Russian President Vladimir Putin said Friday he had “no regrets” over his deadly missile attacks on civilian targets across Ukraine earlier this week, but said there was no need for more “massive” strikes for now.
The wave of missile attacks on cities across Ukraine began on Monday in response to a blast on a strategically vital bridge connecting the annexed Crimean Peninsula to Russia over the weekend. It’s unclear what caused the explosion, but Putin on Monday blamed it on Kyiv and called it a “terrorist attack” that could not be left unanswered.
The intense bombardment that followed over the next two days killed at least 19 people and leveled civilian targets across the country, drawing global outrage. The strikes also caused major damage to power systems across Ukraine, forcing people to reduce consumption during peak hours to avoid blackouts.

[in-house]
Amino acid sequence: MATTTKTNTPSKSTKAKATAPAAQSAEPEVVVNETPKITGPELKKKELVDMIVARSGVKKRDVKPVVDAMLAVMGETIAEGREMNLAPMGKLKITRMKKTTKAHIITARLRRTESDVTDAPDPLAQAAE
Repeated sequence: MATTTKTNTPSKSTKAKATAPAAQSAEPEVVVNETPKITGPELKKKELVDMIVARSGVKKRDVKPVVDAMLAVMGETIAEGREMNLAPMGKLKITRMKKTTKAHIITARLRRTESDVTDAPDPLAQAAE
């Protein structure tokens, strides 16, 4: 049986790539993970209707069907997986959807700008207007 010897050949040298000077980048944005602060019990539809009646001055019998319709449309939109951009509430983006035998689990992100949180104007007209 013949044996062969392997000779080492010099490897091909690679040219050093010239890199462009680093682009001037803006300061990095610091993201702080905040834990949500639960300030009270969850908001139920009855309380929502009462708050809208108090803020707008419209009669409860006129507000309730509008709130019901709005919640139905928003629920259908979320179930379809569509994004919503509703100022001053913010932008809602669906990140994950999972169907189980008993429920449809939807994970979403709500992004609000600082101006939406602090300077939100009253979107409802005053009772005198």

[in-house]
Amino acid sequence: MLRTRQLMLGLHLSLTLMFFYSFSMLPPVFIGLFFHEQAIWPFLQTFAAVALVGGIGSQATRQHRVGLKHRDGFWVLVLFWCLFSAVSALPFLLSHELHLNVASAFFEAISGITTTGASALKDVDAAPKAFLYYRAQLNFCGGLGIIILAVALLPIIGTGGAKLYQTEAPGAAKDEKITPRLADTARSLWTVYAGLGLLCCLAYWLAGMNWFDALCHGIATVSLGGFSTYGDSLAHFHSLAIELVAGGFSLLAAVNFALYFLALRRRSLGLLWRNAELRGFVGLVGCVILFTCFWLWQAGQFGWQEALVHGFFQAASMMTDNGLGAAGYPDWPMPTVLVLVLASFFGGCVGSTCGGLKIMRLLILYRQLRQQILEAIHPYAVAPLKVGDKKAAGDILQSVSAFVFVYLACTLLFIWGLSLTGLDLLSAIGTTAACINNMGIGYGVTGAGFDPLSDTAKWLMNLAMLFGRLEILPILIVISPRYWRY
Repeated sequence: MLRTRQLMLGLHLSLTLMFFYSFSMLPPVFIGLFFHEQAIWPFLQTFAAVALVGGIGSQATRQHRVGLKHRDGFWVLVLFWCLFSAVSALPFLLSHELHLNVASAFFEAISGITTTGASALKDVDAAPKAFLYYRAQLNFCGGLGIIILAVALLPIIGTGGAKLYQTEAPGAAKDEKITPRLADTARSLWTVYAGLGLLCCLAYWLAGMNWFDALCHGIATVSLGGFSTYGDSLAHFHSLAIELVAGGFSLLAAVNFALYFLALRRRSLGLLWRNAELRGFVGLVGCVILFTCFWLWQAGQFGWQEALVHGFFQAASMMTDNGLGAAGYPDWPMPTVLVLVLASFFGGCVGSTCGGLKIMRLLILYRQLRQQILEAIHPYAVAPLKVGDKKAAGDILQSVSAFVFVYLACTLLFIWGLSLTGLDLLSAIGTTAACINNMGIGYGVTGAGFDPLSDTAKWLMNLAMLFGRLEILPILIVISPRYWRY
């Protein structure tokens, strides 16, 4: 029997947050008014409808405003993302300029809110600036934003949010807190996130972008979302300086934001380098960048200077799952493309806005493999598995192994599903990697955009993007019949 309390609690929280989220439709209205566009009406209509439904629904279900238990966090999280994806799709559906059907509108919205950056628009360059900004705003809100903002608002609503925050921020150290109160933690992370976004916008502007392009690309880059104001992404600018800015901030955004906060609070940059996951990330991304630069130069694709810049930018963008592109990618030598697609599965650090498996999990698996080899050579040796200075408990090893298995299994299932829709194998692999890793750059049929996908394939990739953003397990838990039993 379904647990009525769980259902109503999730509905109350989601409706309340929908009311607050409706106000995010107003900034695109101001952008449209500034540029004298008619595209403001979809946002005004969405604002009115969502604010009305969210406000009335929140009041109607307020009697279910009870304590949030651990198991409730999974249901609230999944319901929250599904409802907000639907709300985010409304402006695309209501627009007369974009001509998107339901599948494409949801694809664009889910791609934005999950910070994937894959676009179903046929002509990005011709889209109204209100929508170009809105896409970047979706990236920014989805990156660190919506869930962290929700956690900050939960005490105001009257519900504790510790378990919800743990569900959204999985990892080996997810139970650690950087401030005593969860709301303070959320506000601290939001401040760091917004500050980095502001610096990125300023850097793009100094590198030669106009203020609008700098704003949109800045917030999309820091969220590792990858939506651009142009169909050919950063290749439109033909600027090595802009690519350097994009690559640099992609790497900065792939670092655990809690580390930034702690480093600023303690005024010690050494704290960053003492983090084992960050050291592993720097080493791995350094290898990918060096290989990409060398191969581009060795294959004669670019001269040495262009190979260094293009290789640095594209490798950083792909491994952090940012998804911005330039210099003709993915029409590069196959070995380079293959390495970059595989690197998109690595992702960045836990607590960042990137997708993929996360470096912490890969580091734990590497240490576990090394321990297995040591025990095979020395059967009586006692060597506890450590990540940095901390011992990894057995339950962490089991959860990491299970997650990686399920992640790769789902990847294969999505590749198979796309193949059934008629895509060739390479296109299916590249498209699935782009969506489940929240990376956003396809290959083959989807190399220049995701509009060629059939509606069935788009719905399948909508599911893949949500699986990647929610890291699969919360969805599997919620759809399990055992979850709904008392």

Putin said that while he did not regret the strikes and believes that Russia’s actions were correct, he did recognize that “what is happening now is unpleasant.”
Putin also defended his partial mobilization of Russians that began in September, telling reporters it is expected to end in two weeks and that some 222,000 troops had already been drafted into the army.
The mobilization got off to a chaotic start last month, sparking rare protests throughout the country. Hundreds of thousands of people – mostly fighting-age men – fled Russia, pouring into neighboring countries like Georgia and Kazakhstan to avoid conscription.